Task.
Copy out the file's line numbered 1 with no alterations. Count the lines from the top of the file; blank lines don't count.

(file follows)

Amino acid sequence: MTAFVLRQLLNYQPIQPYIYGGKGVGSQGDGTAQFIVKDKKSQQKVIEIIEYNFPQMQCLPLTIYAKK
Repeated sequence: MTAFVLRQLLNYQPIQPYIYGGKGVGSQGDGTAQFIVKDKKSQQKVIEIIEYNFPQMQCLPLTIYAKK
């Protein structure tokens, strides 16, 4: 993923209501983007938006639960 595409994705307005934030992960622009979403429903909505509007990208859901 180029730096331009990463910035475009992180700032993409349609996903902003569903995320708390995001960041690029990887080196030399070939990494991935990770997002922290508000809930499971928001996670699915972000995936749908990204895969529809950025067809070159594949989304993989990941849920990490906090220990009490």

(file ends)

Amino acid sequence: MTAFVLRQLLNYQPIQPYIYGGKGVGSQGDGTAQFIVKDKKSQQKVIEIIEYNFPQMQCLPLTIYAKK